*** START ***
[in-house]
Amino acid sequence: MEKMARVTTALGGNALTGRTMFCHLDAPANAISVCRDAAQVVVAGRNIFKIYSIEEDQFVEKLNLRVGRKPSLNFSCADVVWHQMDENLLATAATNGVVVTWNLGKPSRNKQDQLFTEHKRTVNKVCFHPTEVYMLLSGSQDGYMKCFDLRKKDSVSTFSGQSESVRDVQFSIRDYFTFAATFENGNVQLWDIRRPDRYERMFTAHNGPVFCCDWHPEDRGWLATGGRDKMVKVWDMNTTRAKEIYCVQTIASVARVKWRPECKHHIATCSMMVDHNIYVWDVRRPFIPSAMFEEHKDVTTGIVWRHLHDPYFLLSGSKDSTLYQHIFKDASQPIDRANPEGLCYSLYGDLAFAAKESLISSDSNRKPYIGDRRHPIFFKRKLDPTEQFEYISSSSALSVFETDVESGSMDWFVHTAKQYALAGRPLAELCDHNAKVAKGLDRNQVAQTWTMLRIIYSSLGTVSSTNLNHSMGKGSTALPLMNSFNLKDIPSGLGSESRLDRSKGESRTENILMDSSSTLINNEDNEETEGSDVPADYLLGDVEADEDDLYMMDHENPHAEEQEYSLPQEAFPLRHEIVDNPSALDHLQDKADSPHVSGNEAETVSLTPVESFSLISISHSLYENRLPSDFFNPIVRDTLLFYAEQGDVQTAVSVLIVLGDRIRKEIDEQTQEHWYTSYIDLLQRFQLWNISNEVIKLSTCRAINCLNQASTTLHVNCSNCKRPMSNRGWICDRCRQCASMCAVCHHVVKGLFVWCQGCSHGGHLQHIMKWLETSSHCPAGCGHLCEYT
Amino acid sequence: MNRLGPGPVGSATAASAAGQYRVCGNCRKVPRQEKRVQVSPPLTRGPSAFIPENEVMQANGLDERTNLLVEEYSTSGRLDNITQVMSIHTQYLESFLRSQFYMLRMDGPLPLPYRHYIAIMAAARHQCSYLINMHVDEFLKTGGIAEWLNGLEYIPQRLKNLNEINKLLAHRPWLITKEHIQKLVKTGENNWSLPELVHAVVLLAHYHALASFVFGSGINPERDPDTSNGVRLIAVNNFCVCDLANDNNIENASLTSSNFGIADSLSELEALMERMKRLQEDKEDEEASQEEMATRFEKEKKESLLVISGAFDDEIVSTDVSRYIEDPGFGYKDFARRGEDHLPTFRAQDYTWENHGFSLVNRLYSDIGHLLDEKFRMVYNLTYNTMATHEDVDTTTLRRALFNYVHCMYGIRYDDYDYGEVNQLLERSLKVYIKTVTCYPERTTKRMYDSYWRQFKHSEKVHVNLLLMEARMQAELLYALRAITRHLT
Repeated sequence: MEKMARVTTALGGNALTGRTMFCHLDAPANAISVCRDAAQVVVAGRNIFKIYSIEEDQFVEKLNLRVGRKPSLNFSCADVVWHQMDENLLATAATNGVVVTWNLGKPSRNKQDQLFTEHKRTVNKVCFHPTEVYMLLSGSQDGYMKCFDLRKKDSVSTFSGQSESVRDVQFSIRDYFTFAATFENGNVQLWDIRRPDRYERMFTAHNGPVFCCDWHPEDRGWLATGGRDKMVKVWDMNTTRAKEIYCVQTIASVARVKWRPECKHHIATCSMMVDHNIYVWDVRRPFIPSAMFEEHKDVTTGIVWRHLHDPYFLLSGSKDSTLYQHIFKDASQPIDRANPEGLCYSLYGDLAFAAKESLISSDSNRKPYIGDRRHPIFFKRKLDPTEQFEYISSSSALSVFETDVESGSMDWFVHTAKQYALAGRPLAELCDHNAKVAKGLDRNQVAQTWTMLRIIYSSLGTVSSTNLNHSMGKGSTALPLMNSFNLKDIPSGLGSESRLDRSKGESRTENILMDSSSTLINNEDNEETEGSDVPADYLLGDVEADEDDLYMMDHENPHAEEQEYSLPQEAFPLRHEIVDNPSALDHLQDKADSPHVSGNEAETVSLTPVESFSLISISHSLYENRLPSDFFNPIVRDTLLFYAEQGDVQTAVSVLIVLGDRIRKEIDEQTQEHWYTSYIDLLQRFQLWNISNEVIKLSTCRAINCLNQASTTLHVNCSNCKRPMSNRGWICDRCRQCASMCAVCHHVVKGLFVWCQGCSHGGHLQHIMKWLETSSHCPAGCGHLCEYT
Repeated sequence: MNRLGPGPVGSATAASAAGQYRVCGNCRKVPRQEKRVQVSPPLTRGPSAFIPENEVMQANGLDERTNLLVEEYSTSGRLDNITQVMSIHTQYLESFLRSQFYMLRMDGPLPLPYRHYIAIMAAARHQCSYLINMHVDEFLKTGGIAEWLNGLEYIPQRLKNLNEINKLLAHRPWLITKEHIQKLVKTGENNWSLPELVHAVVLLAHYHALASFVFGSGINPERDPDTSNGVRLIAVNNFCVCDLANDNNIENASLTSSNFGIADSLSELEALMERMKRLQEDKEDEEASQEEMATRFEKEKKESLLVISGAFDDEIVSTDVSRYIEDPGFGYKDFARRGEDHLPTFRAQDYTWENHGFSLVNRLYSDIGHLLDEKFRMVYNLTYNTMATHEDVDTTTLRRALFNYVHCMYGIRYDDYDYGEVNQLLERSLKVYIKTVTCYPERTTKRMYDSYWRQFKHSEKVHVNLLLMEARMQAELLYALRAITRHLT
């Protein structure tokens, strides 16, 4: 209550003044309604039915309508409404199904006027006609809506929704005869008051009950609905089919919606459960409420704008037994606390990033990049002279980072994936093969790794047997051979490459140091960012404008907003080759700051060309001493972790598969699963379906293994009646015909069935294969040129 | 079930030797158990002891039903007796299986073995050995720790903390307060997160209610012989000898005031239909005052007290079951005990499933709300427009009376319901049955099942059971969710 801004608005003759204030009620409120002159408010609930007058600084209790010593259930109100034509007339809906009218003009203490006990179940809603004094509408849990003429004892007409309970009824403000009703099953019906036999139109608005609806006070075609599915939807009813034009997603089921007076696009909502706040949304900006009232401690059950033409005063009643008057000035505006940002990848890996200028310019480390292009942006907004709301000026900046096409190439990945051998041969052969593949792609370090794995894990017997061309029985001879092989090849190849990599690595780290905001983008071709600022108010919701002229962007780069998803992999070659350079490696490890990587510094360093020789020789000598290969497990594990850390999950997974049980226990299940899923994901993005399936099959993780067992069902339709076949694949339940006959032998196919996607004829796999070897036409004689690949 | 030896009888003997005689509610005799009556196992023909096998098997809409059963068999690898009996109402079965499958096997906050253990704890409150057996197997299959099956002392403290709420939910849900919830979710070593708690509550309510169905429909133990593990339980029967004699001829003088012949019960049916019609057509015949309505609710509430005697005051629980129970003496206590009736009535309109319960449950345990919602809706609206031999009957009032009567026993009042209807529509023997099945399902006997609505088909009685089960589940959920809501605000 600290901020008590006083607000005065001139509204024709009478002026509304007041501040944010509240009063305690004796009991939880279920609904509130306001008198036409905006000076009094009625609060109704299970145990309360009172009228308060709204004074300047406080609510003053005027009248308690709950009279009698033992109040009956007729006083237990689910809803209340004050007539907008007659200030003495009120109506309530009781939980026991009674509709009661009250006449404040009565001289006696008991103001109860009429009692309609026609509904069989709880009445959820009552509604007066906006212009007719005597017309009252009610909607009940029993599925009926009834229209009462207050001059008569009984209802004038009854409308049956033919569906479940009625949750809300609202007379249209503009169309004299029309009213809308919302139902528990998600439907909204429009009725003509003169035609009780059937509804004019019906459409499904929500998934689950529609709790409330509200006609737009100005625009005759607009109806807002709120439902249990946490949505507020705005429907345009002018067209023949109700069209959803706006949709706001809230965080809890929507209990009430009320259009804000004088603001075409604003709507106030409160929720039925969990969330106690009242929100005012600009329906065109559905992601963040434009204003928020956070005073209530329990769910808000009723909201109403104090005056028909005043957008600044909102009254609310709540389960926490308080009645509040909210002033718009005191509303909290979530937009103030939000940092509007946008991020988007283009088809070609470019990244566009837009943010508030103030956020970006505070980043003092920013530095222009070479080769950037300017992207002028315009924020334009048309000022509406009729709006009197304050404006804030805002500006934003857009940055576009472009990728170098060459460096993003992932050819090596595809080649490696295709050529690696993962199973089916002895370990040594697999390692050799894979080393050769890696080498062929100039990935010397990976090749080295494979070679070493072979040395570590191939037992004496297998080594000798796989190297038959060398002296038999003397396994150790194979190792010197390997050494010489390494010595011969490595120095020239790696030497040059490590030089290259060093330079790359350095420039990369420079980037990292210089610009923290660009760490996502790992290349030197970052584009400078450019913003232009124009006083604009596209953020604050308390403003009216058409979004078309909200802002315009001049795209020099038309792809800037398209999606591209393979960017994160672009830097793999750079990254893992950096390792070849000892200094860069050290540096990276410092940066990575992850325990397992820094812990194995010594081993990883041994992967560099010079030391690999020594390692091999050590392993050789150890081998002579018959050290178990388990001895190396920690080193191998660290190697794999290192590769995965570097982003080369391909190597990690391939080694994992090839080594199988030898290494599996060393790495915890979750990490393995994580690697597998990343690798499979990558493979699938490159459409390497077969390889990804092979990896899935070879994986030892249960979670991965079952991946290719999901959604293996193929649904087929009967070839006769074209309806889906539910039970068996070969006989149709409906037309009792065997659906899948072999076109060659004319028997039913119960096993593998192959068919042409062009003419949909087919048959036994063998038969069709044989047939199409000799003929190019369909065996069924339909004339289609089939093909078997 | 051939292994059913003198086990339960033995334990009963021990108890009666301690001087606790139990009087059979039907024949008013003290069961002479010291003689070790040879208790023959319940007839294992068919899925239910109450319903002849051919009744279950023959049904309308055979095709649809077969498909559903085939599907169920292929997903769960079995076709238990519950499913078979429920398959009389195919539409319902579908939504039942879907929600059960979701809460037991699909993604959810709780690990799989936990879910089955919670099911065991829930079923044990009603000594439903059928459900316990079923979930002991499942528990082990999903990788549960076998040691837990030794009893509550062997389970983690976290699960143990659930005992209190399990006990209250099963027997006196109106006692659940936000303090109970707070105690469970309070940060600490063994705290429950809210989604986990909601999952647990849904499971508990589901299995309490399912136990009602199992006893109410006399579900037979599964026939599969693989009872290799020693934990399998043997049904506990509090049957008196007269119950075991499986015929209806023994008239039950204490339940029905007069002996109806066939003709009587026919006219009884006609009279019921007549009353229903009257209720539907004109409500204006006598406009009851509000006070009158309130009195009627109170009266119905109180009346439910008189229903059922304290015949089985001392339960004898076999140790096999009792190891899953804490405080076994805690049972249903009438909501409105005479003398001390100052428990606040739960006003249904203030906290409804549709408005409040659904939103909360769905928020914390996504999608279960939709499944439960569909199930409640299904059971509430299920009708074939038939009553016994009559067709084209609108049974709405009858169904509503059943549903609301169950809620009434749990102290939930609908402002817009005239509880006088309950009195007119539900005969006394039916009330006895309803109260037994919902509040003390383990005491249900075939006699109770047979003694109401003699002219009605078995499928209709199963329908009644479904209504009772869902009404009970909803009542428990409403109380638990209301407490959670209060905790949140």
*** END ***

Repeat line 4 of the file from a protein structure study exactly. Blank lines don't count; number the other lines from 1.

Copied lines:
Repeated sequence: MEKMARVTTALGGNALTGRTMFCHLDAPANAISVCRDAAQVVVAGRNIFKIYSIEEDQFVEKLNLRVGRKPSLNFSCADVVWHQMDENLLATAATNGVVVTWNLGKPSRNKQDQLFTEHKRTVNKVCFHPTEVYMLLSGSQDGYMKCFDLRKKDSVSTFSGQSESVRDVQFSIRDYFTFAATFENGNVQLWDIRRPDRYERMFTAHNGPVFCCDWHPEDRGWLATGGRDKMVKVWDMNTTRAKEIYCVQTIASVARVKWRPECKHHIATCSMMVDHNIYVWDVRRPFIPSAMFEEHKDVTTGIVWRHLHDPYFLLSGSKDSTLYQHIFKDASQPIDRANPEGLCYSLYGDLAFAAKESLISSDSNRKPYIGDRRHPIFFKRKLDPTEQFEYISSSSALSVFETDVESGSMDWFVHTAKQYALAGRPLAELCDHNAKVAKGLDRNQVAQTWTMLRIIYSSLGTVSSTNLNHSMGKGSTALPLMNSFNLKDIPSGLGSESRLDRSKGESRTENILMDSSSTLINNEDNEETEGSDVPADYLLGDVEADEDDLYMMDHENPHAEEQEYSLPQEAFPLRHEIVDNPSALDHLQDKADSPHVSGNEAETVSLTPVESFSLISISHSLYENRLPSDFFNPIVRDTLLFYAEQGDVQTAVSVLIVLGDRIRKEIDEQTQEHWYTSYIDLLQRFQLWNISNEVIKLSTCRAINCLNQASTTLHVNCSNCKRPMSNRGWICDRCRQCASMCAVCHHVVKGLFVWCQGCSHGGHLQHIMKWLETSSHCPAGCGHLCEYT